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Facebook introduces some important updates in its payment system

Since Facebook introduced its own virtual currency called Credits in 2009, many of its users have been coming across an inconvenience when trying to pay for third-party apps (mostly for games), because they first had to change their money into Facebook Credits, and then Credits into in-game money, whereas Facebook was getting a 30% cut from all these on-site transactions.

Having reviewed all related issues properly, Facebook administration has decided to find some new ways to monetize its business – namely by implementing subscriptions and local-currency pricing, as it has been recently announced in the developers blog.

Starting from July 2012, developers will be able to collect monthly subscription fees for third-party software, as well as offer premium access or paid features within their applications. This should certainly benefit media outlets and entertainment companies, some of which, like KIXEYE and Zynga, are already testing subscription options.

What's more important, Facebook is going to simplify the whole purchase process for all users by phasing out Credits and allowing users to pay for games and apps in regular money. That means all remaining credits and balances will be converted into local currency very soon, whereas the support for in-app purchases will be added in the next few months, and all apps offering commercial services are expected to switch to the local currency format by the end of this year.

"With local pricing, you will be able to set more granular and consistent prices for non-US users and price the same item differently on a market-by-market basis," said Director of Product Management Prashant Fuloria.

The general aim of all these changes seems to be the desire to make the Facebook payments system more flexible and encourage a much larger portion of the 900 million target users of the social network to make virtual purchases. As Prashant Fuloria added:

“We hope new features like subscriptions and local currency pricing help you monetize more effectively and reach more users globally.”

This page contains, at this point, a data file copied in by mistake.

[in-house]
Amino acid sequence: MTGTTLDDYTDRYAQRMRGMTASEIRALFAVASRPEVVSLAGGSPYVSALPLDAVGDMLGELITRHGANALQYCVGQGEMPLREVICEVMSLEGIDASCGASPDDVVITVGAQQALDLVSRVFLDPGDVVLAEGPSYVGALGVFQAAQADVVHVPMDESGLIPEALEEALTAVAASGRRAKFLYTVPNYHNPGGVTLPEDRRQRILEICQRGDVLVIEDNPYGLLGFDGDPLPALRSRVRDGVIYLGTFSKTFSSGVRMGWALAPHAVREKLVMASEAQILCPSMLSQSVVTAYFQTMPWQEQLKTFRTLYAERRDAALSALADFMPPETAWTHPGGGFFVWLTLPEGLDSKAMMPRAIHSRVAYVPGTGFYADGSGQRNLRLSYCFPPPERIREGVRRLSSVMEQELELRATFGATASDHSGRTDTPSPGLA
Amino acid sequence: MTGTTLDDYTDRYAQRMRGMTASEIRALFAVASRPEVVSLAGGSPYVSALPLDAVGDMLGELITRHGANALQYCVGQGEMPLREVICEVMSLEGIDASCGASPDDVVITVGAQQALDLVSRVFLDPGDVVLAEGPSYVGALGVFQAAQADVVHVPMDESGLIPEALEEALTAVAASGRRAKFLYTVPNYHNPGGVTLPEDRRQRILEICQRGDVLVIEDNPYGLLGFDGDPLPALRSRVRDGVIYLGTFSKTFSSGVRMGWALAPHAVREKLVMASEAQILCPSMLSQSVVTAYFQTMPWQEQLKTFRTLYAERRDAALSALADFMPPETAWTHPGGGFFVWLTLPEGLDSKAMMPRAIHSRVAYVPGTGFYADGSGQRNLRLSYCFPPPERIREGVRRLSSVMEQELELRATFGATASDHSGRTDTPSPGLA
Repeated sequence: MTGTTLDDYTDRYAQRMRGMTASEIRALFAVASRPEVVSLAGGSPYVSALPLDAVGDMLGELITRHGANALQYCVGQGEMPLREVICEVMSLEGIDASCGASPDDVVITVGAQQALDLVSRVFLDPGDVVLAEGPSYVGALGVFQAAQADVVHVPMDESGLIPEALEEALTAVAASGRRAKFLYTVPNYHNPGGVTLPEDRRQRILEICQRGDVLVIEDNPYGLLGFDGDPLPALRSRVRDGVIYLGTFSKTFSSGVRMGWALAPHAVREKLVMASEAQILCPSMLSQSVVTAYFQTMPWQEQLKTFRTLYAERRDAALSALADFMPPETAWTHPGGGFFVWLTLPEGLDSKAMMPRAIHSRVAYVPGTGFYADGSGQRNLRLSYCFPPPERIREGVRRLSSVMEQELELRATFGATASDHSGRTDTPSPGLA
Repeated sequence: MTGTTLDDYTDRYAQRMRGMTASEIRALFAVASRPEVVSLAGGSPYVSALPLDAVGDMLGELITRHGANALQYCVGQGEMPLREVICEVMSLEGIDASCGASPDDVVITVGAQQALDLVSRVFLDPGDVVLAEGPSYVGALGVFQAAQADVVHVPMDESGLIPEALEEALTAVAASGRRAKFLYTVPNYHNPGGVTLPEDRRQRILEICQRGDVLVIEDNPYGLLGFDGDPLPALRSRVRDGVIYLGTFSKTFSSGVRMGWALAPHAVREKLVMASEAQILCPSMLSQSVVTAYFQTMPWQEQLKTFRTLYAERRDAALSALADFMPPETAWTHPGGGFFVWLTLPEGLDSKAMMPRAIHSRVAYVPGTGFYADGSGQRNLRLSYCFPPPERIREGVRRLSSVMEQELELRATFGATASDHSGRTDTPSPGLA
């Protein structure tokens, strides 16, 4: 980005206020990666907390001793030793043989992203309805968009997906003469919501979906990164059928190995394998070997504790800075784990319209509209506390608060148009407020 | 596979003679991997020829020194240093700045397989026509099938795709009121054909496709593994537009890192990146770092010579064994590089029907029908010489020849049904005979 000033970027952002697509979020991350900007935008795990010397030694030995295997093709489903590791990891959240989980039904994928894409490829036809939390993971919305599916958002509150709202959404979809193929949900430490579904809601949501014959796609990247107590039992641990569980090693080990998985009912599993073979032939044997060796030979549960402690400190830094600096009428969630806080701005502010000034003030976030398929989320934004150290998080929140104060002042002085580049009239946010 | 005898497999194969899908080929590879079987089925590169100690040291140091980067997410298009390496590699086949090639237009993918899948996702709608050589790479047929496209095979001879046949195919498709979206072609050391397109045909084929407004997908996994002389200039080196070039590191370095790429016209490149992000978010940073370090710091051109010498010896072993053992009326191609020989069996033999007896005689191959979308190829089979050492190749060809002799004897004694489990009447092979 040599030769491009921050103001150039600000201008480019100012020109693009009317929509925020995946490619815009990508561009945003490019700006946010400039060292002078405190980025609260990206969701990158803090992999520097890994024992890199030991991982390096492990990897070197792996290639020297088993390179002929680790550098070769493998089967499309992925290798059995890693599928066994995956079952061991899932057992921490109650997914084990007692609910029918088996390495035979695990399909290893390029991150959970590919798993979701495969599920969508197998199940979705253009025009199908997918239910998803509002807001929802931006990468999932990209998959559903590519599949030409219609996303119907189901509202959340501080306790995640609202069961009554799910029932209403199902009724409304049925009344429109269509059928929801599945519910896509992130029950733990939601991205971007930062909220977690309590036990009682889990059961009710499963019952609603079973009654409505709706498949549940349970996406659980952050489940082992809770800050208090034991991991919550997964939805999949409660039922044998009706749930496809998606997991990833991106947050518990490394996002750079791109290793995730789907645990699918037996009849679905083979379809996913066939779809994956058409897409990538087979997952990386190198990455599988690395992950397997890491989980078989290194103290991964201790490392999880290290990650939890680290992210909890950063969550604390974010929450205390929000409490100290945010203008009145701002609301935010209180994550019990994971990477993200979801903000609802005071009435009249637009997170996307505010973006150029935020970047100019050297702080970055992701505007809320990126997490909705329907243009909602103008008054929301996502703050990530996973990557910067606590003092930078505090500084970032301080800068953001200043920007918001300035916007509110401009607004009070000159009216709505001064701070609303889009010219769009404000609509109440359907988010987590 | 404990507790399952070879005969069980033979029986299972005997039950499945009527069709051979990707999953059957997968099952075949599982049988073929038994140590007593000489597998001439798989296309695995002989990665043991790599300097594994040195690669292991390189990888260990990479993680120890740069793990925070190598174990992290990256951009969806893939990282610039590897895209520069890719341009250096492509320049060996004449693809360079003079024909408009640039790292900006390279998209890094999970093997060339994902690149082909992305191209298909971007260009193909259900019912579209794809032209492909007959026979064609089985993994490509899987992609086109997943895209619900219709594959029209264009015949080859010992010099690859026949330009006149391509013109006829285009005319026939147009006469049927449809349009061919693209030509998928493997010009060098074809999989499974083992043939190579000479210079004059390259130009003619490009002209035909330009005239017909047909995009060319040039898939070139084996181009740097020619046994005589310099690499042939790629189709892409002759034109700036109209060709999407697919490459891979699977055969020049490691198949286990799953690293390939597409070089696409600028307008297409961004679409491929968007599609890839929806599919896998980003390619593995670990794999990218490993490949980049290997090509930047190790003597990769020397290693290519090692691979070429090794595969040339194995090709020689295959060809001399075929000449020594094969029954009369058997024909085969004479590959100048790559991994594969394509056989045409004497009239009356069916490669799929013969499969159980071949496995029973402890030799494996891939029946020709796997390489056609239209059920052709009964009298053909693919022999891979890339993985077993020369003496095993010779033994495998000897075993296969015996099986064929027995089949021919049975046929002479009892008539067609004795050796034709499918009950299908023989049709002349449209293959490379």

Have you tried to buy something using Credits? Will you buy more virtual items on Facebook when you get to do that in your local currency?

Comments

Yulian Rohmy

No, I haven't. I don't like the system of credits as I'm not very good at Maths and it involves great inconveniences for me to convert money in credits and then in-game money. I'm really happy that the managers of Facebook are walking away from this particular policy. I'd prefer to pay in bucks.

 –  8 years ago  –  Was it helpful? yes | no (0)
Leah Scranton

I love using credits.. It provides me a way to purchase all those in game extras that I want. Without the option of credits, I will no longer be able to purchase anything. I do not have a credit card, nor do I have the extra cash to spend on virtual items, that (I mean come on guys, these things don't even exist) ya know? So now you are cornering hard earning, and working people into spending real money on virtual fools gold. Thanks alot FB! Or whoever's brilliant idea this was. I'm sure you won't care though, seeing as how you will be too busy being evil and rolling around in you're new scam money. $$ Jerks.

 –  8 years ago  –  Was it helpful? yes | no (0)
Arrgh

Out of curiosity, where did the credits come from before? I've never used them, but I was under the impression that FB credits were actually some sort of real-life currency (albeit intended for virtual goods) - in the sense that you only got them if you deposited some amount of real money on your FB account; which, in turn, would imply using a credit card. Were credits given away for free at some point? Farcebook are still money-grabbing jerks, that's a given; but they may pretty well employ a Poker Stars strategy of depositing $5 on everyone's accounts with the ability to withdraw those if the number goes higher from winnings and suchlike.

 –  8 years ago  –  Was it helpful? yes | no (0)